To understand how science works, read Karl Popper’s philosophical classic, first published in German in 1935 and then in English in 1959. Though it’s challenging, you’ll understand why it was seminal to the philosophy of science in the 20th century. Popper’s argument about the central role of “falsifiability” – that scientists test theories by attempting to falsify them – is essential. Popper’s writing is quite lucid. However, in addressing the nature of knowledge, he assumes the reader is familiar with epistemological reasoning and a range of theorists. getAbstract recommends Popper’s groundbreaking, influential treatise to scientists, academics and anyone interested in the ground rules of philosophy, science or knowledge.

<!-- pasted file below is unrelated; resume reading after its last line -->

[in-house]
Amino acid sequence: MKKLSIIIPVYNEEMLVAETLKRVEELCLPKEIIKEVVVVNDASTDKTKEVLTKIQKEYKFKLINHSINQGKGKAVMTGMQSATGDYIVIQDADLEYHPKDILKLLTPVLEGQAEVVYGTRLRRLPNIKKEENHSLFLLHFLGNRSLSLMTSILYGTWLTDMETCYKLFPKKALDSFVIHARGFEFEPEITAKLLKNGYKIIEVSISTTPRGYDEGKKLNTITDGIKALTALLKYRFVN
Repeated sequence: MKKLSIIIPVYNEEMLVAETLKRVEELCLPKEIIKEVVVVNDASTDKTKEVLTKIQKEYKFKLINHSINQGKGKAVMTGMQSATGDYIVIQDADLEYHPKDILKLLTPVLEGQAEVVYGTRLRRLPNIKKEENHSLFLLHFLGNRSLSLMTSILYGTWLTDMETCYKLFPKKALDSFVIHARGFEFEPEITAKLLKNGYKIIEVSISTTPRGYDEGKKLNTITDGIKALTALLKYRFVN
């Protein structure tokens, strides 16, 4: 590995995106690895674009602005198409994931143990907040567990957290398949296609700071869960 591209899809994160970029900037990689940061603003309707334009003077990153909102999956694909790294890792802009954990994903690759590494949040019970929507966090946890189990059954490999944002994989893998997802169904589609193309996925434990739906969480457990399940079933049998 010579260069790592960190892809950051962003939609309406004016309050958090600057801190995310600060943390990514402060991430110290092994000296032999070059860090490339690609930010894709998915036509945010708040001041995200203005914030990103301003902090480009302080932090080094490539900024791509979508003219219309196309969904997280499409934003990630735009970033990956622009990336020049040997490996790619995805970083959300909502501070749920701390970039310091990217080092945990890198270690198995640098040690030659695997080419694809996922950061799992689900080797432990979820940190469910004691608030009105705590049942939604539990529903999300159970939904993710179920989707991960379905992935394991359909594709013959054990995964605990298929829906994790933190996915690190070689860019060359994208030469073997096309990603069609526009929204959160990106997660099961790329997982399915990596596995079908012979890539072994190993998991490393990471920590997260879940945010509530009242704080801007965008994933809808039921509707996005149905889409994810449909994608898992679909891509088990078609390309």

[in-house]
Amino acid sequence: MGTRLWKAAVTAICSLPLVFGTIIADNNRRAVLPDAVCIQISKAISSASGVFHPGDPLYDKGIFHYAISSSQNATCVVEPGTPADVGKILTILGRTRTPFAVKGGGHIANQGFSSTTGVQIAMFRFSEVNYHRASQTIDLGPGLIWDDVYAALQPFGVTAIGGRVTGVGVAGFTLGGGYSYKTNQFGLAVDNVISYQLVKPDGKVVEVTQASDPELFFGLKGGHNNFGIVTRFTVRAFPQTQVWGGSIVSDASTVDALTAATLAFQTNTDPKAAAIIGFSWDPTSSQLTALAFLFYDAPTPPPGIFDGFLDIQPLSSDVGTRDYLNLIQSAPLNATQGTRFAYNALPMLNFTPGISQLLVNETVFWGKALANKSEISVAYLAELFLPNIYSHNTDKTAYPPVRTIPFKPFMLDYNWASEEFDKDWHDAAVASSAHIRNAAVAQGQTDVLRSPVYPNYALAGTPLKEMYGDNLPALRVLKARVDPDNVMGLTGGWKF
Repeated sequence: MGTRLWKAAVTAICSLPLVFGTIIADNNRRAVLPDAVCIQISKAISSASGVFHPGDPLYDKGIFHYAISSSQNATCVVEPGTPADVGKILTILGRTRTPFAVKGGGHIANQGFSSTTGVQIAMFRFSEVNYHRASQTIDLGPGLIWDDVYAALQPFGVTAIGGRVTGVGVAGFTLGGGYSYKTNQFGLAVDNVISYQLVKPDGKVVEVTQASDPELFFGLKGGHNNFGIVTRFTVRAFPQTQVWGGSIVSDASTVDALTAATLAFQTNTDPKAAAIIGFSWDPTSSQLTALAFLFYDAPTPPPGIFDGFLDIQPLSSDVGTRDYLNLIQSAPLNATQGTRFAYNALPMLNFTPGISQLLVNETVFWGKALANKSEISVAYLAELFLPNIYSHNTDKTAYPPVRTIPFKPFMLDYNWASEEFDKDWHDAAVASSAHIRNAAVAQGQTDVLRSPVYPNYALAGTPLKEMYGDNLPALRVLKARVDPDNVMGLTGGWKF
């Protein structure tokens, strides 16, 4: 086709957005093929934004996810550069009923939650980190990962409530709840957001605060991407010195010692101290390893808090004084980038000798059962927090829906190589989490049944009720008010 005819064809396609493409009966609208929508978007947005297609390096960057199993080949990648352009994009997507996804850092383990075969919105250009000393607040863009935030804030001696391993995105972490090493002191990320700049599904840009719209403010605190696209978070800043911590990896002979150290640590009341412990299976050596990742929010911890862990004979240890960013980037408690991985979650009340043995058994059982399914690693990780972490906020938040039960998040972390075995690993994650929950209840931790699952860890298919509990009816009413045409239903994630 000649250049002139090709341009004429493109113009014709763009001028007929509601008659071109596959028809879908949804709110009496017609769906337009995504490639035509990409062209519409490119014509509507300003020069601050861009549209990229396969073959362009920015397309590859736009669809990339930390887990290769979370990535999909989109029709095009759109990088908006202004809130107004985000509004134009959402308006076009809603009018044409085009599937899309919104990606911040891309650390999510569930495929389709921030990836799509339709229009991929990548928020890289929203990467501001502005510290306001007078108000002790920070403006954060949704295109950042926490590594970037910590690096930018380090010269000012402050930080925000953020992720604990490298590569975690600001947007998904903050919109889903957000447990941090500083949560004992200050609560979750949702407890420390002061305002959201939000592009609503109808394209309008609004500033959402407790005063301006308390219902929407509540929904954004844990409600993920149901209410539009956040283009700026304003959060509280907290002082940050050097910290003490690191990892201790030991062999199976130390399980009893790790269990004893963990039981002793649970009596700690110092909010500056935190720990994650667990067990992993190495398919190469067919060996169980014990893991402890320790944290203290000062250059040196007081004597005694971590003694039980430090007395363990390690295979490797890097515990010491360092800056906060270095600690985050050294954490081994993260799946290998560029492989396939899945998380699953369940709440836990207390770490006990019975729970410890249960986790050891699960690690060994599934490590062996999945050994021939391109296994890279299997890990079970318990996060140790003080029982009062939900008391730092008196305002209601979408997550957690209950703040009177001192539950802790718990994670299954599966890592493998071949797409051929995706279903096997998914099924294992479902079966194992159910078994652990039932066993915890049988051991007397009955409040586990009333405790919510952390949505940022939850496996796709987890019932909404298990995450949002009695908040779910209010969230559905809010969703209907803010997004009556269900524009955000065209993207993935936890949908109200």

In this summary, you will learn
- How scientific discovery works,
- Why testing ideas is important and
- Why “falsifiability” is a crucial concept when evaluating scientific theories.
About the Author
Austrian-British philosopher and professor Sir Karl Raimund Popper (1902–1994) was one of the 20th century’s most influential philosophers of science.
Comment on this summary
Customers who read this summary also read
Yuval Noah Harari
Applewood Books, 1986
Carel van Schaik and Kai Michel
Basic Books, 2016
Applewood Books, 2002